In future posts, we will turn our attention to expatriate health plans, lifetime and annual limits, and short-term, limited-duration insurance. This post examines the provisions of the proposed regulations’ treatment of excepted benefits, with a particular focus on accident, hospital and fixed indemnity, disease-specific, and supplemental products and policies.
This post continues our examination of the Department of Labor’s suite of final fiduciary and conflict of interest regulations. Our prior posts discussed the newly expanded definition of “investment advice fiduciary” and the “best interest contract” (or BIC) exemption. In this post we explain the suite’s second new prohibited transaction class exemption entitled: “Class Exemption for Principal Transactions in Certain Assets between Investment Advice Fiduciaries and Employee Benefit Plans and IRAs”. This exemption generally permits the trading of debt instruments in principal and riskless principal transactions involving Employee Retirement Income Security Act (ERISA)-regulated retirement plans and Individual Retirement Accounts (IRAs).
Please join us on June 21st at 2:00 pm ET as we cover the new white-collar overtime rule. This one-hour webinar will offer employers more than just a summary of the rule. It will also offer unique insights on the rule’s impact, help employers navigate the complex issues that may arise when revisiting their classification decisions, and suggest best practices for making and implementing these decisions, including communicating them to the workforce prior to the December 1st effective date.
If you have any question you would like us to address, please email them to me at email@example.com in advance of the webinar. You can find our previous coverage on the blog on this issue here (and check back regularly for additional updates).
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Mintz Levin is an approved CLE provider. This webinar is accredited in the following states: California (1.0 general credit) and New York (1.0 general credit). Mintz Levin is also recognized by SHRM to offer Professional Development Credits (PDCs) for the SHRM-CPSM or SHRM-SCPSM. This webinar is valid for 1.0 PDC for the SHRM-CPSM or SHRM-SCPSM.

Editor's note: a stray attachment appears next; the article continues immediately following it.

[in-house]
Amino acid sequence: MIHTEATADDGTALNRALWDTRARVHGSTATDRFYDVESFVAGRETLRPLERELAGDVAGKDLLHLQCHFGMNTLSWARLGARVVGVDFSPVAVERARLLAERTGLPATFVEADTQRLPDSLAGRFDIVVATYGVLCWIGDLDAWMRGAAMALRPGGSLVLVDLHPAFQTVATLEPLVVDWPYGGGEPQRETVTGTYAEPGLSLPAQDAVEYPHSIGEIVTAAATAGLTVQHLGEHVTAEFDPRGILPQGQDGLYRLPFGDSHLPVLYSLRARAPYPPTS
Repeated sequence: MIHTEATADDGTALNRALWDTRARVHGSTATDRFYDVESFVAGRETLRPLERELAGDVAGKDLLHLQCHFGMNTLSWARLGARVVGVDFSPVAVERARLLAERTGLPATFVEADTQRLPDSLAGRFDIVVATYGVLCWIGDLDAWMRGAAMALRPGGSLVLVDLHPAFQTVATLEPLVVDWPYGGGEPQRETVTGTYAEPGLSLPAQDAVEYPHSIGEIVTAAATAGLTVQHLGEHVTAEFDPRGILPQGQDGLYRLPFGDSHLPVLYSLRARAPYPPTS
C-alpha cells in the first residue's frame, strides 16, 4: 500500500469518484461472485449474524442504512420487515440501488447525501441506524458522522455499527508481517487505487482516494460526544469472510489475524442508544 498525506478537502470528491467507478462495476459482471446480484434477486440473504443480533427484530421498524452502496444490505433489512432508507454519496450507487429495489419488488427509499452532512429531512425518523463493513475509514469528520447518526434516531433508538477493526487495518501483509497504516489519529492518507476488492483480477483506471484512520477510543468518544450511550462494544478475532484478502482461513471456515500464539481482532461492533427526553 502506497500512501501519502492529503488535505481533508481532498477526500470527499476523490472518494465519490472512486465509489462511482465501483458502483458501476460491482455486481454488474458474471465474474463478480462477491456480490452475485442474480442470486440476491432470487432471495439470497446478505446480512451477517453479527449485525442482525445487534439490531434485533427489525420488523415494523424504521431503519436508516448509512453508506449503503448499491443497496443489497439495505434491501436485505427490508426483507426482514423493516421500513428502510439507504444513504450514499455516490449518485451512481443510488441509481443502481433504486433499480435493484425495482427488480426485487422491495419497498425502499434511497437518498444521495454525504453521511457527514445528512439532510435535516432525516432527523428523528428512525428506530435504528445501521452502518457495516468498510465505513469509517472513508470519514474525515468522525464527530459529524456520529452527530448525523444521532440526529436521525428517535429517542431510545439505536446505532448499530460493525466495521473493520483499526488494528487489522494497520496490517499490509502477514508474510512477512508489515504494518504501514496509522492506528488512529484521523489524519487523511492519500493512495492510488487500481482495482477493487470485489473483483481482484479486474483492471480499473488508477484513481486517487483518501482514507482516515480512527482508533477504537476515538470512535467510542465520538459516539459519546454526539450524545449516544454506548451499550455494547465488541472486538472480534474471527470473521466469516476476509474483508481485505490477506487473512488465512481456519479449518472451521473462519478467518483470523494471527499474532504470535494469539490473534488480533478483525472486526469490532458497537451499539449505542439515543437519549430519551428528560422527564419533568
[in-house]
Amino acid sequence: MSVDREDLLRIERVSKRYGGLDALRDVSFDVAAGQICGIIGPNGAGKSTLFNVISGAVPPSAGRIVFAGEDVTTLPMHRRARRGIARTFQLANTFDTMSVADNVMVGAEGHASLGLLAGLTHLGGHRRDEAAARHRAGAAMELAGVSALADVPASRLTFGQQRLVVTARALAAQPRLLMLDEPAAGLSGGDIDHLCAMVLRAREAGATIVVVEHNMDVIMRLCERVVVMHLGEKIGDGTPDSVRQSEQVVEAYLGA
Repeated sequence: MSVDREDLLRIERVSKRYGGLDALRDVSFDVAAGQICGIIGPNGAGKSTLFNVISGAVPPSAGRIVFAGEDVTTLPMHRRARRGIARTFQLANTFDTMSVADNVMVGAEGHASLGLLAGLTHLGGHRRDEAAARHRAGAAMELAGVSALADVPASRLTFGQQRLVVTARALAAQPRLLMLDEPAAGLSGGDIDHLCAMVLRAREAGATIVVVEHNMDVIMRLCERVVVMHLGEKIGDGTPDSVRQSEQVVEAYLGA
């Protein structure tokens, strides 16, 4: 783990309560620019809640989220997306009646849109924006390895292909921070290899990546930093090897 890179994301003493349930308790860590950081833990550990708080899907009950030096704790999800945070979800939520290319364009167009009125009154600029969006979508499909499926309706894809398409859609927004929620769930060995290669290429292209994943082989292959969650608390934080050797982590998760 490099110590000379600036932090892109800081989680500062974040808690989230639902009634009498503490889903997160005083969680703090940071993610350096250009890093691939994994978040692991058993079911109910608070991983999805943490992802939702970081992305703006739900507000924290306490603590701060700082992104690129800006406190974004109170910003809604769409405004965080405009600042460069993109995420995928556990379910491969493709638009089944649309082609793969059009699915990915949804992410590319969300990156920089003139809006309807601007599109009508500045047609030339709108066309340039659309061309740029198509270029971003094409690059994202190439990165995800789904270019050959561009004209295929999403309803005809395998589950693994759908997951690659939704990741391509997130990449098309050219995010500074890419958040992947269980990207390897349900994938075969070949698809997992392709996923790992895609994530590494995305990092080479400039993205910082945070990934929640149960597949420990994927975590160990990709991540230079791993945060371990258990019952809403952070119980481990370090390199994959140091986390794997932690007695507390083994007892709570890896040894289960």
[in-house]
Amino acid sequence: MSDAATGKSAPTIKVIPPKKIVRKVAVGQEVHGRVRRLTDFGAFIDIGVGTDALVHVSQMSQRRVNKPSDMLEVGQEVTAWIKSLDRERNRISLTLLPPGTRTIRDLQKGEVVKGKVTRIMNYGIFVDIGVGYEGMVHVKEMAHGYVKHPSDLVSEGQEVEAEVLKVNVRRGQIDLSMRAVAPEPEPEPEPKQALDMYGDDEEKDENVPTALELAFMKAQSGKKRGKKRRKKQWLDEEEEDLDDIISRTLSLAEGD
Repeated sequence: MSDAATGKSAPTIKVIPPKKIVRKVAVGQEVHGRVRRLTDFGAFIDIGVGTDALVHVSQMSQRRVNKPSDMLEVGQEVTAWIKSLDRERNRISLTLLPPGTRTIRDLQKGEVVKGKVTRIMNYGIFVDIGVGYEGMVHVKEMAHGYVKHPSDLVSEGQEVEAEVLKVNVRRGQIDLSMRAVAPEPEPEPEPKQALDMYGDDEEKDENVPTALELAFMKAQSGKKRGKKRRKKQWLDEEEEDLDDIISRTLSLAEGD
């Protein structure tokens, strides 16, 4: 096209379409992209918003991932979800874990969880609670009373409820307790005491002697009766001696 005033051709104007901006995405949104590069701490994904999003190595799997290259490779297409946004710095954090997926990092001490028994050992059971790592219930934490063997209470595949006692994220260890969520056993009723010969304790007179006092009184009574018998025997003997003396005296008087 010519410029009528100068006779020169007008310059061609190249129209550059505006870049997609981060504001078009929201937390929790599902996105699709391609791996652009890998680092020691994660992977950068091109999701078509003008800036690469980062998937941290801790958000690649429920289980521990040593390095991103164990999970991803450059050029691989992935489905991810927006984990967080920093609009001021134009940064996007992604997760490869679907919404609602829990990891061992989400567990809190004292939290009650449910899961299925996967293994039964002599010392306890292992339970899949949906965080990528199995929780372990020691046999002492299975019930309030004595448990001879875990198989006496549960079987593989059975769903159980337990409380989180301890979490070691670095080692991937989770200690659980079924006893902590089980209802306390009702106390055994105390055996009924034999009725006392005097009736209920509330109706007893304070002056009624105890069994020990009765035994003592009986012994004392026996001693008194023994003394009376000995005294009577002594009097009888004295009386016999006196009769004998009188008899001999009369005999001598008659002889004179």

One of the few “wins” for employers under the DOL’s new overtime rule was that employers are now allowed to apply “nondiscretionary incentive payments” to meet up to 10 percent of the new salary threshold. This change could prove very important for employers who pay employees on a commission basis or who use other incentive-based compensation.
But what qualifies as a nondiscretionary incentive payment? What options do employers have in changing their compensation plans to ensure compliance with the new rule? And what could be the unintended consequences of those changes? This post looks at this new rule and attempts to answer some of those questions.
Last month the U.S. Department of Labor published a suite of final regulations governing the fiduciary status of, and prescribing conflict of interest rules that apply to, persons who provide investment advice to ERISA-covered retirement plans and Individual Retirement Accounts (IRAs). (For a list of, and links to, these final regulations, please see our April 11, 2016 post). As we explained previously, the final regulations will have important and far reaching consequences for financial advisors of all stripes (e.g., broker-dealers/registered representatives, Registered Investment Advisors (RIAs), and insurance agents and brokers, among others) who advise retirement plans and IRA investors.
In an earlier post we examined the new and greatly expanded definition of an “investment advice fiduciary,” which is of central importance to the Department’s new regulatory scheme. In this post, we explain the “Best Interest Contract” (or “BIC”) exemption, which allows advisors to receive commission-based compensation that would be barred under the new fiduciary standard, subject to strict new rules intended to protect investors.
With this post, we begin our substantive explanation of the Department of Labor’s suite of final fiduciary and conflict of interest regulations. For the financial services industry, and for the retirement plans and IRAs, there are game-changing rules. This post covers the definition of what constitutes and “investment advice fiduciary.” Future posts will examine the remaining regulations (dealing principally with conflicts of interest) and their impact on stakeholders.